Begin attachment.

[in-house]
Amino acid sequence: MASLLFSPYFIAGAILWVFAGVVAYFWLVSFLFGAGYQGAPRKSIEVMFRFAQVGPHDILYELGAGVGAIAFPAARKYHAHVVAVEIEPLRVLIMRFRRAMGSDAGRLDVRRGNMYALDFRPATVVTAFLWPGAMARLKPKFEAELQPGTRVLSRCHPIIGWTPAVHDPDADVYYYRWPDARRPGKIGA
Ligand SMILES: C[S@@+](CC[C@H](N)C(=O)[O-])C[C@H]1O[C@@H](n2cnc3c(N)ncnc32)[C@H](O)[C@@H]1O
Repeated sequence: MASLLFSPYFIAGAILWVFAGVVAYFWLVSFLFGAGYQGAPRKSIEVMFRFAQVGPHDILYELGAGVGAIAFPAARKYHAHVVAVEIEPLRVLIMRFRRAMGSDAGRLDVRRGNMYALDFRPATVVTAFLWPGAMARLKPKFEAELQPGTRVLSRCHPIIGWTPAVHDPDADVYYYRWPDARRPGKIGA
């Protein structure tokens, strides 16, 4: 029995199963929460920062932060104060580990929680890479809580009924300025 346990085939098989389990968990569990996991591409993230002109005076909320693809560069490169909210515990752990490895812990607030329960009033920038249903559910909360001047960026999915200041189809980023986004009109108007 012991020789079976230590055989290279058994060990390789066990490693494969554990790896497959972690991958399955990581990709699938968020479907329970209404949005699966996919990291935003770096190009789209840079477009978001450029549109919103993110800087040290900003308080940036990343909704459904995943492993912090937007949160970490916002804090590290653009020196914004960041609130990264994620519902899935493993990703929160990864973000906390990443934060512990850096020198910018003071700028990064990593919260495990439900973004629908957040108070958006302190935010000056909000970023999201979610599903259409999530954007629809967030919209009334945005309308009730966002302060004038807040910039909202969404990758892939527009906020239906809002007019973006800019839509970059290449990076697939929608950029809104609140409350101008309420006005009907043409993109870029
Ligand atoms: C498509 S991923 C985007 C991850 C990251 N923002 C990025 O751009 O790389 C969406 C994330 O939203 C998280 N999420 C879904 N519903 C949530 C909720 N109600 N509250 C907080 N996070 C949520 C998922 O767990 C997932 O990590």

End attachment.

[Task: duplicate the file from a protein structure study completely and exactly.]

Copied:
[in-house]
Amino acid sequence: MASLLFSPYFIAGAILWVFAGVVAYFWLVSFLFGAGYQGAPRKSIEVMFRFAQVGPHDILYELGAGVGAIAFPAARKYHAHVVAVEIEPLRVLIMRFRRAMGSDAGRLDVRRGNMYALDFRPATVVTAFLWPGAMARLKPKFEAELQPGTRVLSRCHPIIGWTPAVHDPDADVYYYRWPDARRPGKIGA
Ligand SMILES: C[S@@+](CC[C@H](N)C(=O)[O-])C[C@H]1O[C@@H](n2cnc3c(N)ncnc32)[C@H](O)[C@@H]1O
Repeated sequence: MASLLFSPYFIAGAILWVFAGVVAYFWLVSFLFGAGYQGAPRKSIEVMFRFAQVGPHDILYELGAGVGAIAFPAARKYHAHVVAVEIEPLRVLIMRFRRAMGSDAGRLDVRRGNMYALDFRPATVVTAFLWPGAMARLKPKFEAELQPGTRVLSRCHPIIGWTPAVHDPDADVYYYRWPDARRPGKIGA
């Protein structure tokens, strides 16, 4: 029995199963929460920062932060104060580990929680890479809580009924300025 346990085939098989389990968990569990996991591409993230002109005076909320693809560069490169909210515990752990490895812990607030329960009033920038249903559910909360001047960026999915200041189809980023986004009109108007 012991020789079976230590055989290279058994060990390789066990490693494969554990790896497959972690991958399955990581990709699938968020479907329970209404949005699966996919990291935003770096190009789209840079477009978001450029549109919103993110800087040290900003308080940036990343909704459904995943492993912090937007949160970490916002804090590290653009020196914004960041609130990264994620519902899935493993990703929160990864973000906390990443934060512990850096020198910018003071700028990064990593919260495990439900973004629908957040108070958006302190935010000056909000970023999201979610599903259409999530954007629809967030919209009334945005309308009730966002302060004038807040910039909202969404990758892939527009906020239906809002007019973006800019839509970059290449990076697939929608950029809104609140409350101008309420006005009907043409993109870029
Ligand atoms: C498509 S991923 C985007 C991850 C990251 N923002 C990025 O751009 O790389 C969406 C994330 O939203 C998280 N999420 C879904 N519903 C949530 C909720 N109600 N509250 C907080 N996070 C949520 C998922 O767990 C997932 O990590």